Almost certainly Mars-Wrigley uses tank cars to haul corn syrup and high fructose corn syrup to their plants, both of which are prime ingredients in Life Savers candy. In fact, tank cars are used to haul these syrups (they're ubiquitous in American food products) to a variety of food manufacturers, including soft drink makers. I see lines of them all the time outside a nearby Coke-a-Cola bottling plant.

Nice job on your "home made" Life Savers tank car. I have the two Lionel-made ones, the MPC era no. 9278 from 1978-79 (love those MPC era tank cars), and the Cal Steward special production version, no. 52476, from 2007. Really like your 2-dome version.

This post-war style layout is great. There's something magical about these layouts that modern-era stuff can't match, particularly, I suppose, for those of us old enough to remember them from the 50s and 60s.

Last edited by breezinup


Thanks for the comments and insight on tankers for corn syrup.   I am still looking for a Lionel Life Savers tank car.  On several occasions I made a Lionel copy car and later found and bought the Lionel car. That is okay as I enjoy making or modifying cars.

Yes I am a product of the Lionel 50s style layout and in the 1970s when I started my layout for my young children that was the obvious choice for me.  I have been a modeler since childhood and it usually revolved around making a model to float or fly and I made and flew or floated model airplanes and boats through college days.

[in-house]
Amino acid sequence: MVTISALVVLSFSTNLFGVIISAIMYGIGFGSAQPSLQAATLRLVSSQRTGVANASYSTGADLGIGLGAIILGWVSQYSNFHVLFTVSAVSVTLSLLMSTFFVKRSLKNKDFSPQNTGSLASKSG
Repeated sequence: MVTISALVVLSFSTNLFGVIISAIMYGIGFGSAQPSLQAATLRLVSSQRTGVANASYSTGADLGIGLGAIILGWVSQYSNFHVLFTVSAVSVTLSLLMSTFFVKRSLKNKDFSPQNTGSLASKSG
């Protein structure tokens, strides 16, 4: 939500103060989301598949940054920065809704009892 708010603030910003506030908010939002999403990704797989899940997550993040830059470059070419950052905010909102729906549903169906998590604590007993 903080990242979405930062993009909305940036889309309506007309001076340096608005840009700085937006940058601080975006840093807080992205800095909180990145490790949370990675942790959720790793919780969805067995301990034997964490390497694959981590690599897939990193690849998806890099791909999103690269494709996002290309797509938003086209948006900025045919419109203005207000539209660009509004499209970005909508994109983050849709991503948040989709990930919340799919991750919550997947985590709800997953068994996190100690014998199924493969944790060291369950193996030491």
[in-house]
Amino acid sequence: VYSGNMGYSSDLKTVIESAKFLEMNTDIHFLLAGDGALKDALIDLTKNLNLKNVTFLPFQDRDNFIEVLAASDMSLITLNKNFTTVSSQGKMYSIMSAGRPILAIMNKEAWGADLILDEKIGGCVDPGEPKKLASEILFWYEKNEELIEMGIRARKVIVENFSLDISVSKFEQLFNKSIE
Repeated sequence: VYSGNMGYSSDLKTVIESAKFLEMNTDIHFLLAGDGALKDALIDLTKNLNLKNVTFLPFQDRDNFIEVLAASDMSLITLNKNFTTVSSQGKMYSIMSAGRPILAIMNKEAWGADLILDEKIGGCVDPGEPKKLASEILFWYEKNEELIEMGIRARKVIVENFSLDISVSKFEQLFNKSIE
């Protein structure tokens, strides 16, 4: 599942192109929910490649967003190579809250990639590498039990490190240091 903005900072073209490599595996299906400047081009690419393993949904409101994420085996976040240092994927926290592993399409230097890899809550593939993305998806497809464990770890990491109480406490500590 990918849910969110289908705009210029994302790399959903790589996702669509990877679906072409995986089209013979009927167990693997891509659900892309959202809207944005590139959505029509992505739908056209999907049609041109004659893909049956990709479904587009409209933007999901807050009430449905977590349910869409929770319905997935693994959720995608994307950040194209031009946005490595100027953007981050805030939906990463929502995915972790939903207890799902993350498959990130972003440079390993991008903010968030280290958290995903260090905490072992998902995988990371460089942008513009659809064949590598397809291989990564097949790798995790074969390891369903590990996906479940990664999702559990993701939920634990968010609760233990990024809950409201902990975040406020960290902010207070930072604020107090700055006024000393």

Train Nut

Thanks for the below comment and picture of yours on 2-9-2020 and I apologize for being so late.

Quote from Train Nut on 1-9-2020       "Very nice work. You really should post this on a separate thread so everybody can see the nice work you did on it. I was able to picked this one up at the train show in West Springfield a few weeks ago for $10.   It's in pretty good shape.  Had a little rust that I had to clean off on two of the wheels.  Personally, I think they could have got a little more for it.  I would say yours looks every bit as good as the original ! "

I usually post homemade cars on a separate topic I started on Homemade cars that has been running for a few years.  I liked the picture of the super Lionel Live Savers car you picked up at a great price.  I see they left a silver ring where the hand rail brackets were.  That would have been an easier way than my cutting around them with the colored tape.  They also used pre-printed colored plastic tape to install the life savers colored rings.

Thanks for the comments on this project.


Last edited by Choo Choo Charlie


There is now a Table of Contents for this Topic.  It is located on Page 1 and the end Post 1 for your and my convenience.


                                           Table of Contents

Page 1

Post 1  5-16-2016   Table of Contents & Overview of Action Packed 50’s period 027 Operating Layout

Post 2   5-17-2016  Layout videos and comments posted

Post 3   5-20-2016   The Beginning - Childhood Layout

Post 4   5-24-2016   Resources- Books and Magazines & Layout Track Plan and Features

Post 5   5-27-2016   Procurement of Trains, Track, Switches etc.

Post 6    6-4-2016   Project during planning – Tootle Wooden Pull Train

Post 7   6-11-2016   Main Board Construction

Post 8   6-20-2016    Active Touch Track Plan Diagram Control Panel Construction, Wiring and Transformers  revised 4-10-2020

Post 9   6-25-2016   Turntable Construction & Operation - Scratch Built and Inexpensive  revised 9-2019


Last edited by Choo Choo Charlie

A couple of pictures of giraffe train in new Wye.


Lionel 2035 pulling the giraffe train into the Wye curves



Navigating the curves and then Wye



Giraffe train heading to the top of the Wye




Your layout is GREAT! You and Mitch Marmel should do "Dueling Giraffe Trains". Also, I love the church in your photos. Is that scratch-built or is it manufactured?